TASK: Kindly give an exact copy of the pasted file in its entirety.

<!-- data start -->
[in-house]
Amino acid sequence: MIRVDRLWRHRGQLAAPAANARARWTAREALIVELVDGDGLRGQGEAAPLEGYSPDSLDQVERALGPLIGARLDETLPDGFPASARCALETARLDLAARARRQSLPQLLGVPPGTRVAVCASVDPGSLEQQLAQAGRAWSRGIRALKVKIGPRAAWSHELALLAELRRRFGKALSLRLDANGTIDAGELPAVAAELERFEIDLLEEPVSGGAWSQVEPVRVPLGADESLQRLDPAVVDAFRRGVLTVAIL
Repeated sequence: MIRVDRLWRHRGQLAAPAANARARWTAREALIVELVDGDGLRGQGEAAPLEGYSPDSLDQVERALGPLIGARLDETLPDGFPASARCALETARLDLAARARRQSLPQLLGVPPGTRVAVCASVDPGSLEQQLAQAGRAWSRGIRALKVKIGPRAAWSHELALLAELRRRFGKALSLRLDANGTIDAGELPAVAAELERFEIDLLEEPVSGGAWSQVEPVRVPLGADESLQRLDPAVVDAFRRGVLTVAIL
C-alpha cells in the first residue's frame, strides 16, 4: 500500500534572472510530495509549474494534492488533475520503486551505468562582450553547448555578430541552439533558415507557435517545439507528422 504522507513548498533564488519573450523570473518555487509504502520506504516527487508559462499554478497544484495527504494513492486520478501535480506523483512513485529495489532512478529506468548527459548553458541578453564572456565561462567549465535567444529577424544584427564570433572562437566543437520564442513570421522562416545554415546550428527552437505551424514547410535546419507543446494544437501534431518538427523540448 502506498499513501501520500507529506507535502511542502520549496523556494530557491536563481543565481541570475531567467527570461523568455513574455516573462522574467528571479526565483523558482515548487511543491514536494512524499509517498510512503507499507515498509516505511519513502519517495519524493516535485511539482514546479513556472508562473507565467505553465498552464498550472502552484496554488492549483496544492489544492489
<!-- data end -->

[in-house]
Amino acid sequence: MIRVDRLWRHRGQLAAPAANARARWTAREALIVELVDGDGLRGQGEAAPLEGYSPDSLDQVERALGPLIGARLDETLPDGFPASARCALETARLDLAARARRQSLPQLLGVPPGTRVAVCASVDPGSLEQQLAQAGRAWSRGIRALKVKIGPRAAWSHELALLAELRRRFGKALSLRLDANGTIDAGELPAVAAELERFEIDLLEEPVSGGAWSQVEPVRVPLGADESLQRLDPAVVDAFRRGVLTVAIL
Repeated sequence: MIRVDRLWRHRGQLAAPAANARARWTAREALIVELVDGDGLRGQGEAAPLEGYSPDSLDQVERALGPLIGARLDETLPDGFPASARCALETARLDLAARARRQSLPQLLGVPPGTRVAVCASVDPGSLEQQLAQAGRAWSRGIRALKVKIGPRAAWSHELALLAELRRRFGKALSLRLDANGTIDAGELPAVAAELERFEIDLLEEPVSGGAWSQVEPVRVPLGADESLQRLDPAVVDAFRRGVLTVAIL
C-alpha cells in the first residue's frame, strides 16, 4: 500500500534572472510530495509549474494534492488533475520503486551505468562582450553547448555578430541552439533558415507557435517545439507528422 504522507513548498533564488519573450523570473518555487509504502520506504516527487508559462499554478497544484495527504494513492486520478501535480506523483512513485529495489532512478529506468548527459548553458541578453564572456565561462567549465535567444529577424544584427564570433572562437566543437520564442513570421522562416545554415546550428527552437505551424514547410535546419507543446494544437501534431518538427523540448 502506498499513501501520500507529506507535502511542502520549496523556494530557491536563481543565481541570475531567467527570461523568455513574455516573462522574467528571479526565483523558482515548487511543491514536494512524499509517498510512503507499507515498509516505511519513502519517495519524493516535485511539482514546479513556472508562473507565467505553465498552464498550472502552484496554488492549483496544492489544492489